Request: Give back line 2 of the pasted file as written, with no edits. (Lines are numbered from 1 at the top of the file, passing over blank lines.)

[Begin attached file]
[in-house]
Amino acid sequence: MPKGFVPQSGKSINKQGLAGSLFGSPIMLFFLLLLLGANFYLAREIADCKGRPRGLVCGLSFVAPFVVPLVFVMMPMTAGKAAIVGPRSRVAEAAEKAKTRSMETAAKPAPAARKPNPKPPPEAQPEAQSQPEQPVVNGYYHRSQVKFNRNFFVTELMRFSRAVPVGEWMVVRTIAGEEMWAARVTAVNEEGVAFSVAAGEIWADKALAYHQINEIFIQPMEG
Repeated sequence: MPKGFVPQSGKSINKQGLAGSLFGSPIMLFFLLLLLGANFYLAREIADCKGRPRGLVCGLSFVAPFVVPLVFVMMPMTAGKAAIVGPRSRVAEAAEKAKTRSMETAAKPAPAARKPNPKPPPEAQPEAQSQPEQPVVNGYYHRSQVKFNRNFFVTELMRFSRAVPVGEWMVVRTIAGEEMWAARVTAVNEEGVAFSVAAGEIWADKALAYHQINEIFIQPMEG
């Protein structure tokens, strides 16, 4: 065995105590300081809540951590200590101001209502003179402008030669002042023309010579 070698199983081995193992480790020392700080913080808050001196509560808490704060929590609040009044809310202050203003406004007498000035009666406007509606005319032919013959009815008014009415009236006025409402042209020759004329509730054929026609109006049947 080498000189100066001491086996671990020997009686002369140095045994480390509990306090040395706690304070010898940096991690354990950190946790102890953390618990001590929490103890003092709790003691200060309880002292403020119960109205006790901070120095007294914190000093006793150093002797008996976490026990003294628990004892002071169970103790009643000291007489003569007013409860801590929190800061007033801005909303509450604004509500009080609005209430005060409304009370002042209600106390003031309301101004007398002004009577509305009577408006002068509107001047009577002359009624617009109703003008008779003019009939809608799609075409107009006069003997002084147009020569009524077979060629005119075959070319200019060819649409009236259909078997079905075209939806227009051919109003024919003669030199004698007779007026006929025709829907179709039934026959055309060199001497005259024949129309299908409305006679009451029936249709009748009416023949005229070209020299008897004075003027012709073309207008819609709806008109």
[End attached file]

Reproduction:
Amino acid sequence: MPKGFVPQSGKSINKQGLAGSLFGSPIMLFFLLLLLGANFYLAREIADCKGRPRGLVCGLSFVAPFVVPLVFVMMPMTAGKAAIVGPRSRVAEAAEKAKTRSMETAAKPAPAARKPNPKPPPEAQPEAQSQPEQPVVNGYYHRSQVKFNRNFFVTELMRFSRAVPVGEWMVVRTIAGEEMWAARVTAVNEEGVAFSVAAGEIWADKALAYHQINEIFIQPMEG